Geoff Bird takes over as unit controller at Lorne
GEOFF Bird’s first months as the new unit controller of Victorian State Emergency Services (SES) Lorne Unit have posed many challenges, but his experience has held him in good stead.
Mr Bird has been with the unit for almost 40 years.
Having recently retired from teaching, Mr Bird was set for a four-month holiday overseas. Coronavirus quashed those plans, but Mr Bird said this meant the time was right for him to take over the role, particularly given the personnel he will be working with.
“I’m very lucky, I’ve got really good support with deputy controllers, two of those, Adrian Sleep and Phil Walsh have been past controllers. So it’s fantastic to have them on board, I’ve got really good support there.”
Taking over during a pandemic is a difficult task, but former Lorne Unit controller Adrian Sleep said Mr Bird was well-equipped for the role.
“He knows the ropes. When I took over as unit controller he was the admin officer, training officer, he’s out on the jobs and probably one of the most capable guys, if not the most capable bloke that we’ve got there. He’ll do really well.”
Mr Bird said the unit is presently adapting to the limitations caused by the coronavirus.
“With the pandemic, it certainly changed how we were doing things. We had to do a lot of things remotely, we couldn’t train properly… it created a number of challenges, but we slowly worked our way through those and now we’re back to training in limited numbers, but it’s good to get back together again.”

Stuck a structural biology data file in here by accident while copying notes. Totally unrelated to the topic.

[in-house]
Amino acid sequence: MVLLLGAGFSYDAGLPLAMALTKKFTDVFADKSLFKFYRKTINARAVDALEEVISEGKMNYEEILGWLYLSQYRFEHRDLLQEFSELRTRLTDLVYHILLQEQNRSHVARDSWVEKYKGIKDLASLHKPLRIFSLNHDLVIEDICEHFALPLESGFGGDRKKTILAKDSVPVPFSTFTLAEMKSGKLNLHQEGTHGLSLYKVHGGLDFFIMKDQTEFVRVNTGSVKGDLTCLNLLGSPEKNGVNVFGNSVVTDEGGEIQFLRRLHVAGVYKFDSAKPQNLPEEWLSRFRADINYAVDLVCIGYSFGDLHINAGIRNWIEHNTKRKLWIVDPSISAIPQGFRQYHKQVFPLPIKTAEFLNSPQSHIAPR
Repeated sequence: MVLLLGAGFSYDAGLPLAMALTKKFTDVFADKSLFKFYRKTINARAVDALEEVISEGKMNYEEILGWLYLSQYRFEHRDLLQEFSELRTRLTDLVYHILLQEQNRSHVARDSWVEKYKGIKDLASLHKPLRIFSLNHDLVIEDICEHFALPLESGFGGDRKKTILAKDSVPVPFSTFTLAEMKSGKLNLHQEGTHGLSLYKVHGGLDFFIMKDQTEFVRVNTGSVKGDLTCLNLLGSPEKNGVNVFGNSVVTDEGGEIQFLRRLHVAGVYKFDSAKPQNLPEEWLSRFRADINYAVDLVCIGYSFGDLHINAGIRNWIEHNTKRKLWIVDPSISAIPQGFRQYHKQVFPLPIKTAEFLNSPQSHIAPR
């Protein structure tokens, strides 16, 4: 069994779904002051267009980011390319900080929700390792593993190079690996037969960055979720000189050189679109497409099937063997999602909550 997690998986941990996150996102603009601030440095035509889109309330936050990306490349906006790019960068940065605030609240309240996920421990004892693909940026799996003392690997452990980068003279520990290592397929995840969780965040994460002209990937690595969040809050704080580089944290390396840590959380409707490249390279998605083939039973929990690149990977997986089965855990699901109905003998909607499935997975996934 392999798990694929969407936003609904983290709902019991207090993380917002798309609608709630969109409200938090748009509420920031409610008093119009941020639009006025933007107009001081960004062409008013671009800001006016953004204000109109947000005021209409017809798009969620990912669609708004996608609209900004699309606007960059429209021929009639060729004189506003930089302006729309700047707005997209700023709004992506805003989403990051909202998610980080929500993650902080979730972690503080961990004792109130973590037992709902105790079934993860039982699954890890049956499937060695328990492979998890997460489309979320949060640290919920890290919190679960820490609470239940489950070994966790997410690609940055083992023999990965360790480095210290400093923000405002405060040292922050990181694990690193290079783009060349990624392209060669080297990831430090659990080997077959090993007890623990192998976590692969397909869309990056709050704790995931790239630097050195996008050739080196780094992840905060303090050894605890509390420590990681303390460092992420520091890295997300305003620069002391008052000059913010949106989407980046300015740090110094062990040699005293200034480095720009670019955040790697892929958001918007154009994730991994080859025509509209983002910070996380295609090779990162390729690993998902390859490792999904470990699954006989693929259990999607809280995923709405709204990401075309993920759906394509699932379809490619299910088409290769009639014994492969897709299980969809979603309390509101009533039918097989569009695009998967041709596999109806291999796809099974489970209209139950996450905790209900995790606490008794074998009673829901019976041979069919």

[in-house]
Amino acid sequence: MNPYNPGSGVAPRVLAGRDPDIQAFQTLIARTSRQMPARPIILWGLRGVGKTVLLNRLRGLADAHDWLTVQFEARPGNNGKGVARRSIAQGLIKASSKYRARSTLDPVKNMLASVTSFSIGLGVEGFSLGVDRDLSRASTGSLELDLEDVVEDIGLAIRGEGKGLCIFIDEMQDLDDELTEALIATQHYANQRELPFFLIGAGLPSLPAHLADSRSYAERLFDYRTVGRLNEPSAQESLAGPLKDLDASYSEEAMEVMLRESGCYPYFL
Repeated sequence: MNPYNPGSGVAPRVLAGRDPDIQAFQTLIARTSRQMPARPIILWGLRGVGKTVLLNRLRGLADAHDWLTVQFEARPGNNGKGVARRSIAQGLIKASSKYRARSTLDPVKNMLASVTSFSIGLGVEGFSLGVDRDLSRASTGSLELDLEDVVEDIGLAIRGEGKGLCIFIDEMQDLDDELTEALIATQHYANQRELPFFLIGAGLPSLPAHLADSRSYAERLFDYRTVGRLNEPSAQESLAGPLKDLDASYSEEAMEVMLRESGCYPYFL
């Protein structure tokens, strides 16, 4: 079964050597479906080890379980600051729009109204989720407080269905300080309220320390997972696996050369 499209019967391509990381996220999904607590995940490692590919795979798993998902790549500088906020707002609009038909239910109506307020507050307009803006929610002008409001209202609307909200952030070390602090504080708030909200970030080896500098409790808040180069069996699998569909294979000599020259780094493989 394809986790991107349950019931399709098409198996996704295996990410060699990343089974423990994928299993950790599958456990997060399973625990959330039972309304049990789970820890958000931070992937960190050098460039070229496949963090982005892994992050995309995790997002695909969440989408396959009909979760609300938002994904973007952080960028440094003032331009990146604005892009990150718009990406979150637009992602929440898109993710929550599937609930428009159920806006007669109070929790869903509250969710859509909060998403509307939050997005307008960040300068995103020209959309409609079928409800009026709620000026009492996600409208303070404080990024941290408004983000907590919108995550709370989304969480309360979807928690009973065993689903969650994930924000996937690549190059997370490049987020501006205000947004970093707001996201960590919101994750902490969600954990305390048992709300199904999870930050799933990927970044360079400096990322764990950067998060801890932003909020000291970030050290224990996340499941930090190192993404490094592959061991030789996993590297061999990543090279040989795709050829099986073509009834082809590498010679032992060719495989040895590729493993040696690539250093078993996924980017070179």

While coronavirus has been a unique experience, Mr Bird has dealt with plenty of large-scale emergencies before. He began with the Lorne Unit in 1982, just before the Ash Wednesday fires.
Mr Bird said since then he has been part of a wide range of operations with the unit.
“We’ve had search and rescues and assistant ambulance, trees down on roads in the middle of the night, car accidents, the whole gamut of sorts of things that we do, which require a whole heap of skills and training.”
The Lorne Unit has a mixture of new blood and experience, but Mr Bird said they are always eager to welcome new members.
“We’ve had some growth in the last year or so, which is fantastic.
“We’re pretty keen to have some more people come along, especially in the 20-30 year age group, just to broaden out the range of people we’ve got available.
Mr Bird said being part of the SES was a great experience.
“You learn a variety of skills, a lot of practical sort of skills which can be handy for doing things at home. You get to work in a team, you learn how to operate under a little bit of pressure and sometimes you don’t get that in everyday life, you certainly get access to a lot of equipment and support from the SES, and it’s a good thing to give back to the community.
“That’s one of the reasons I joined the SES, I thought if I got lost in the bush or I was in a car accident, I’d really like someone to be able to come out fairly quickly and efficiently and with some sort of training and get me out of my situation.”